Balikatan exercises begin; military abilities to be tested

Posted on April 16, 2012

THE PHILIPPINES and the United States kick off its 28th Balikatan Exercises today which aims to build up the two nations’ military abilities through traditional training as well as nontraditional aspects such as community assistance.

The Balikatan is a combined joint military exercise conducted under the 1951 Mutual Defense Treaty and the Visiting Forces Agreement between the two countries. Around 4,500 US troops and 2,300 Armed Forces of the Philippines (AFP) personnel are expected to participate in the exercises.

“The conduct of BK12 affirms a long and lasting partnership founded firmly on mutual assistance as freedom-loving countries committed to the preservation of liberty, democracy and human life,” the AFP said in a press release yesterday.

“The end goal of the exercise is to further promote and foster the existing friendship between the people of the Philippines and the United States and advance the security and stability in the region.”

A ceremony formally opens the event to be attended by Defense Secretary Voltaire T. Gazmin and US Ambassador to Manila Harry K. Thomas, Jr., together with several top security officials and advisers. This will be held at the AFP Commissioned Officers’ Club at main headquarters in Camp Aguinaldo.


This year, the joint military exercises will focus on Humanitarian Assistance and Disaster Response (HADR) Training. Two main events will be conducted simultaneously in different parts of the country, including near the disputed region of the Spratly chain of islands.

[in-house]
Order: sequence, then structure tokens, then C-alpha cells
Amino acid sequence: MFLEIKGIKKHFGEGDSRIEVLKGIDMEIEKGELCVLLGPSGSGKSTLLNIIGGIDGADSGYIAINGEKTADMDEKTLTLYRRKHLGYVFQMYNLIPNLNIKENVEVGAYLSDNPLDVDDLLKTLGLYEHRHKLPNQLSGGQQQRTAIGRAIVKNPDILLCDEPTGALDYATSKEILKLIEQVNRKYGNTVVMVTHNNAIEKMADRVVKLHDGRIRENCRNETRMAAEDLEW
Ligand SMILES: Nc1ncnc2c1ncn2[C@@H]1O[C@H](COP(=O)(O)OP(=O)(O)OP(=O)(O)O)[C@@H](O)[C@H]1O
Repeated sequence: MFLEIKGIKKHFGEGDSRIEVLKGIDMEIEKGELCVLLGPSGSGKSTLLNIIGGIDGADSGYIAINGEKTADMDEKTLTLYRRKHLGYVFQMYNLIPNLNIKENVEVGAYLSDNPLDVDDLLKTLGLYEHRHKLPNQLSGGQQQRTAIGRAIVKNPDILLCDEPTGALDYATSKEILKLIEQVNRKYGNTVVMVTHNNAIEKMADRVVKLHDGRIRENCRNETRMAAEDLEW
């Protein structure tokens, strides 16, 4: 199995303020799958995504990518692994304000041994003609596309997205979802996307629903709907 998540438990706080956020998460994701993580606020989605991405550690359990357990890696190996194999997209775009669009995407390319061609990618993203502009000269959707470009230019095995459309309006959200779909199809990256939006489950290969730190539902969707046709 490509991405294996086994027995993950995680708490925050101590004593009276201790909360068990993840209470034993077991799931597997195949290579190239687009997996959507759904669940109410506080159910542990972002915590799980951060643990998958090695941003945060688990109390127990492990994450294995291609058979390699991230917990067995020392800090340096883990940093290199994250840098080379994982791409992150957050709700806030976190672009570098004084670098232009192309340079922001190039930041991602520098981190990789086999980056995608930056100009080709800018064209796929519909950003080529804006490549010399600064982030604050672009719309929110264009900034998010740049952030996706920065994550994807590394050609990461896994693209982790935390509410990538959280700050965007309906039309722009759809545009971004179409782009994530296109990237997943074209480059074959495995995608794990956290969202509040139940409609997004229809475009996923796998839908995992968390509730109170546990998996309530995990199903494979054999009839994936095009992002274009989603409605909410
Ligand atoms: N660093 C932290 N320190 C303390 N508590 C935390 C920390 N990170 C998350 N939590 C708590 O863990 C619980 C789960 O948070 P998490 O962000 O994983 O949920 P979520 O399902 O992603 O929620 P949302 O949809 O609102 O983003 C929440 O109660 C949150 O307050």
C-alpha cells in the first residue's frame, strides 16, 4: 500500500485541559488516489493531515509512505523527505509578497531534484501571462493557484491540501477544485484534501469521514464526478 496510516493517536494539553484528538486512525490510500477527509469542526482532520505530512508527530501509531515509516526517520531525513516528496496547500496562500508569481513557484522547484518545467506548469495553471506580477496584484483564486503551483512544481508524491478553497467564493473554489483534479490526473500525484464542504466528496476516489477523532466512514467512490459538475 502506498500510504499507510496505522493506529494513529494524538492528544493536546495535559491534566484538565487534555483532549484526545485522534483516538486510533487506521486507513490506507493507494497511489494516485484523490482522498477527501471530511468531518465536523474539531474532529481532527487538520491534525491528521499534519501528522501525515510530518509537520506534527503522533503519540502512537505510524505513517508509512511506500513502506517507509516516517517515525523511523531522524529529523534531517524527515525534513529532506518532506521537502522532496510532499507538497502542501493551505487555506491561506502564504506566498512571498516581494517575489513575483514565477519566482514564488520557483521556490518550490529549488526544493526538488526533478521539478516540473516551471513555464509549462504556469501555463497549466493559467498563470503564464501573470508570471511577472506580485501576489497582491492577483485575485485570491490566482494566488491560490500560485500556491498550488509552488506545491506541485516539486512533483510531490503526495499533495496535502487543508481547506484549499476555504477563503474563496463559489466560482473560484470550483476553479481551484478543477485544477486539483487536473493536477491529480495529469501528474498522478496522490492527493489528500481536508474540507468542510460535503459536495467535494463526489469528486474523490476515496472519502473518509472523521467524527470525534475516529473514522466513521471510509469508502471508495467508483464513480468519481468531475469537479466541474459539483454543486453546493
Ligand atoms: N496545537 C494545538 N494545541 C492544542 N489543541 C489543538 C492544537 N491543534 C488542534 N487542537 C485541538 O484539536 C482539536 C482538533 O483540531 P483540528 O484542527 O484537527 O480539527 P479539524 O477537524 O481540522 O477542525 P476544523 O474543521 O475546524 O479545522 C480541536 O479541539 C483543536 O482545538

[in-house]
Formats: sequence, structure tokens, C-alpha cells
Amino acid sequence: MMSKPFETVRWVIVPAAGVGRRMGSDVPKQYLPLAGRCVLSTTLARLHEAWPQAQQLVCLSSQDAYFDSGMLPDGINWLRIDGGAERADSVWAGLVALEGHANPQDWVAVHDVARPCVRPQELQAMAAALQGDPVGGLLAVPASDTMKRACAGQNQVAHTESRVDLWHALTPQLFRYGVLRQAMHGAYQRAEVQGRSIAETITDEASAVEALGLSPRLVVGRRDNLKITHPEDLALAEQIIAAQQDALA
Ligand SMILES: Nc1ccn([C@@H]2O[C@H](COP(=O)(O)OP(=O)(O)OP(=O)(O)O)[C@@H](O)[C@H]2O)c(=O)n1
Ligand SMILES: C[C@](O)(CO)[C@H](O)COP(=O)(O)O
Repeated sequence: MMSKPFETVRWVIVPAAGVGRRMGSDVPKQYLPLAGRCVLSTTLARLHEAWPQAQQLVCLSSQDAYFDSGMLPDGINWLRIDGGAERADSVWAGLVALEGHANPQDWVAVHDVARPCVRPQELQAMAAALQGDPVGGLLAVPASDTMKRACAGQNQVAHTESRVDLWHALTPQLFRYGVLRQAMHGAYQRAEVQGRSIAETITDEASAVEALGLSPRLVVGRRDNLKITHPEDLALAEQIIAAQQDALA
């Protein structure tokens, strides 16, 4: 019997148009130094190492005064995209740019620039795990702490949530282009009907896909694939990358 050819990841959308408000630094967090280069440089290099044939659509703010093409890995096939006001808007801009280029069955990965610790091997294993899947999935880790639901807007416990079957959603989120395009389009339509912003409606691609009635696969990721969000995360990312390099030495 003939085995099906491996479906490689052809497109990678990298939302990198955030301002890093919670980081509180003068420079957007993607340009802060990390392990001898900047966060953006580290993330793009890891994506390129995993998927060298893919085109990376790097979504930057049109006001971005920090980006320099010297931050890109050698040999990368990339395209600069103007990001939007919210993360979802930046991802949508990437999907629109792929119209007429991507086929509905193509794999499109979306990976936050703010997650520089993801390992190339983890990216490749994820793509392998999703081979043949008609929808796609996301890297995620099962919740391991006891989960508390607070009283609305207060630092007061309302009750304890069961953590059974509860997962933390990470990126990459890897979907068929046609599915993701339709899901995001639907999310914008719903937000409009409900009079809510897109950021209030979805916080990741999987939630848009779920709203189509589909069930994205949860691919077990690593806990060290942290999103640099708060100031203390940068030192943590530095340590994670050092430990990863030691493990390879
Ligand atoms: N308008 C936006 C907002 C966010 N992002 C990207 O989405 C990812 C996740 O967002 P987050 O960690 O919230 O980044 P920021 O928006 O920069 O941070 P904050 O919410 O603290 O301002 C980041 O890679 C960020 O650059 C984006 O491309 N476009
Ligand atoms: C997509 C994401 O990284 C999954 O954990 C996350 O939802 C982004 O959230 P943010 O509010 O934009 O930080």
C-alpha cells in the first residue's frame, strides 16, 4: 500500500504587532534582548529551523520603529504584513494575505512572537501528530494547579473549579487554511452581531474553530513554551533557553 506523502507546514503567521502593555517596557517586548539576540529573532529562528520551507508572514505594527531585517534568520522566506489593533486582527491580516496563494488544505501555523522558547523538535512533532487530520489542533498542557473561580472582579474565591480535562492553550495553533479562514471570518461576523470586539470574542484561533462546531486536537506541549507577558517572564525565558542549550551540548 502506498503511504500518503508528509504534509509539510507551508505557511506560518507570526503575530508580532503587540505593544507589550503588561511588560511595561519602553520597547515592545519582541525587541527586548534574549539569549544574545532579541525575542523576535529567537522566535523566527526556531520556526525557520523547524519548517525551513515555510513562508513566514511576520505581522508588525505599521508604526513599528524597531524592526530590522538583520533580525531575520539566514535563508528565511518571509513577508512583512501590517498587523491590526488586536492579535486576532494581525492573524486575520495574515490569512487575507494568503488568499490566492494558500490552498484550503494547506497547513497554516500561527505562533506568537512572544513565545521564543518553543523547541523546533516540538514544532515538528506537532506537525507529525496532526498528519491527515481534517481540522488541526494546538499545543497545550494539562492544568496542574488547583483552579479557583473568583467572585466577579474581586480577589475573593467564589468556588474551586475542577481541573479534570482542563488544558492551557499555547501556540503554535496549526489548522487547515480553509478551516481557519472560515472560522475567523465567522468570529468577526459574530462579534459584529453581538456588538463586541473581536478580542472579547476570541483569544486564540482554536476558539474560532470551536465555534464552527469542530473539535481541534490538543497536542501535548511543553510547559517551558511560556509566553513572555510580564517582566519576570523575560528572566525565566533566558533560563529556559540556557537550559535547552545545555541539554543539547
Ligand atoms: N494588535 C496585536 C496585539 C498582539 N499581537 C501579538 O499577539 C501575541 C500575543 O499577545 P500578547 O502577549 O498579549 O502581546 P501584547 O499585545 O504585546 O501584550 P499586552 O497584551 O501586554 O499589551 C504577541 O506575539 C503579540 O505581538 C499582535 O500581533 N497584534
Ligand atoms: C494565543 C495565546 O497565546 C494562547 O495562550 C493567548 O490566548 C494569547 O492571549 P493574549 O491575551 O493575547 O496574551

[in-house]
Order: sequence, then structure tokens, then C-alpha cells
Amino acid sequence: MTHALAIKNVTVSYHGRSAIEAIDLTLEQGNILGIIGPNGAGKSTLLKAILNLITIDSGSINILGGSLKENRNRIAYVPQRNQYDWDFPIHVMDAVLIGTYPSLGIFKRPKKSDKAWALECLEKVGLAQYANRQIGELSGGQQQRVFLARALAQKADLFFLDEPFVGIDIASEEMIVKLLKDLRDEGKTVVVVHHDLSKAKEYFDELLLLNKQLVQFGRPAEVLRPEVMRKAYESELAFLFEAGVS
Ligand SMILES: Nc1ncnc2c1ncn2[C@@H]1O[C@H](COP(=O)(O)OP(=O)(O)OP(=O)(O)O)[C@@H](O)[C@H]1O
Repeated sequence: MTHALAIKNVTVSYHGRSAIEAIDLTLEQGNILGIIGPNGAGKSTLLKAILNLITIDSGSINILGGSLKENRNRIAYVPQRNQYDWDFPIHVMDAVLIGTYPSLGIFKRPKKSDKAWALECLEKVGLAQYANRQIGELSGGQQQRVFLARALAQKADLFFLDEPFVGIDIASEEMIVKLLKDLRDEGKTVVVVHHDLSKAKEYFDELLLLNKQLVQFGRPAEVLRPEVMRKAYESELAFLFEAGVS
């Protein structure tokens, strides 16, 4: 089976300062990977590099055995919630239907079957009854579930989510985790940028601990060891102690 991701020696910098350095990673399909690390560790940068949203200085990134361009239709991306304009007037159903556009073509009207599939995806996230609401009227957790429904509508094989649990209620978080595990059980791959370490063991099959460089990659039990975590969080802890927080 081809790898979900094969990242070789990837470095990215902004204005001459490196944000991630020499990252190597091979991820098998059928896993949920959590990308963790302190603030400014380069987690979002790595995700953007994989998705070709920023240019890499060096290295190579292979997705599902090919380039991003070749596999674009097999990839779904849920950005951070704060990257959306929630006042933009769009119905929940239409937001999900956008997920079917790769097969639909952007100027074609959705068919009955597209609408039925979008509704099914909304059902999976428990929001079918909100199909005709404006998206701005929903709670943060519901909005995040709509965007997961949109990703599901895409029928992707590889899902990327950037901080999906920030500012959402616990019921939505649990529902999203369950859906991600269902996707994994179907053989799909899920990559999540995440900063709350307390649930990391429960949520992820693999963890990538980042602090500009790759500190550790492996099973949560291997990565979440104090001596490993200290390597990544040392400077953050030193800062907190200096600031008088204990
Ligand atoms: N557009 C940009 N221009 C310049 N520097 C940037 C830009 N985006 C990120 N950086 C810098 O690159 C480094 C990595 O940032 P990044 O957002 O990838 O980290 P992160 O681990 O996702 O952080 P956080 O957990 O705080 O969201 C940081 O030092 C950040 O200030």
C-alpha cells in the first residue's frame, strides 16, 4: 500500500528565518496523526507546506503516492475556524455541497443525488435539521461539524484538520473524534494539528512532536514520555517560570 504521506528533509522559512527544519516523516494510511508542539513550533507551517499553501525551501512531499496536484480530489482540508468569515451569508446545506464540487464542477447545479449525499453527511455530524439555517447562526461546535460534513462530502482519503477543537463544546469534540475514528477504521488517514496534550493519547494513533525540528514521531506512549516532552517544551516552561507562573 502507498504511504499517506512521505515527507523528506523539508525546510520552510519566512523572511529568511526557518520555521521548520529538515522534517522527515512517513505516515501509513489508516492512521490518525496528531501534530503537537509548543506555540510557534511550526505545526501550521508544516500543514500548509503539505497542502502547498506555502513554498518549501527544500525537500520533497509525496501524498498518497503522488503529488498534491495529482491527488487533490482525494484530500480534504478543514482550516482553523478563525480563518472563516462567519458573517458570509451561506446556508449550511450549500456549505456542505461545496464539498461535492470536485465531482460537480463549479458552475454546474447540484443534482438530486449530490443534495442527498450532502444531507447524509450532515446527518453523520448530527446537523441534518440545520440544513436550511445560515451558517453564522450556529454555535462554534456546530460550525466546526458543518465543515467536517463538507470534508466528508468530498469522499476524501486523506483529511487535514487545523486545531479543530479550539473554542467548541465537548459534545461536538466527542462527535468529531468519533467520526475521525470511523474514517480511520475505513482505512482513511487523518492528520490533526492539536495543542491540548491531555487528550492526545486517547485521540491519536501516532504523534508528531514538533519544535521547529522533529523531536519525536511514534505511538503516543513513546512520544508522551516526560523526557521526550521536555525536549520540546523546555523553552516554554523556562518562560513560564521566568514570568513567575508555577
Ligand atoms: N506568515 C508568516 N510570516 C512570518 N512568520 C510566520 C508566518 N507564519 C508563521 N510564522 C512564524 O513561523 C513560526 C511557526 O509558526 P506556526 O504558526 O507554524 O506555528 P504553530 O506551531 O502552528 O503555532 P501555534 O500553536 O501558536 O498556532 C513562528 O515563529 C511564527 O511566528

The first part of the exercises will involve Humanitarian and Civic Assistance projects in Palawan. The Philippine and US armed forces will take part in the construction of classrooms in five barangays as well as conduct medical projects in a number of communities.

Several Civil-Military Operations (CMO) activities have already been ongoing since March 12 prior to the official opening of the Balikatan. Over 22,000 locals from six communities are expected to benefit from the newly constructed schoolbuildings and other facilities built during the exercises.

Meanwhile, cross-training and field training exercises in Luzon and Palawan are on the agenda for the second event.

This activity seeks to investigate recent disasters that struck the country and provide possible solutions for future calamities.

The yearly event, however, has been met with several protests from different groups.

The Communist Party of the Philippines (CPP) opposes the combined exercises as well as the increased American military presence.

“The so-called joint military exercises to be carried out this year by the US and Philippine governments are clear acts of power projection and military muscle flexing by the imperialist US government,” the CPP said in a statement.

The Philippines and China are currently in a stalemate over a separate issue at Scarborough Shoal, several miles north of Spratlys. -- MFCR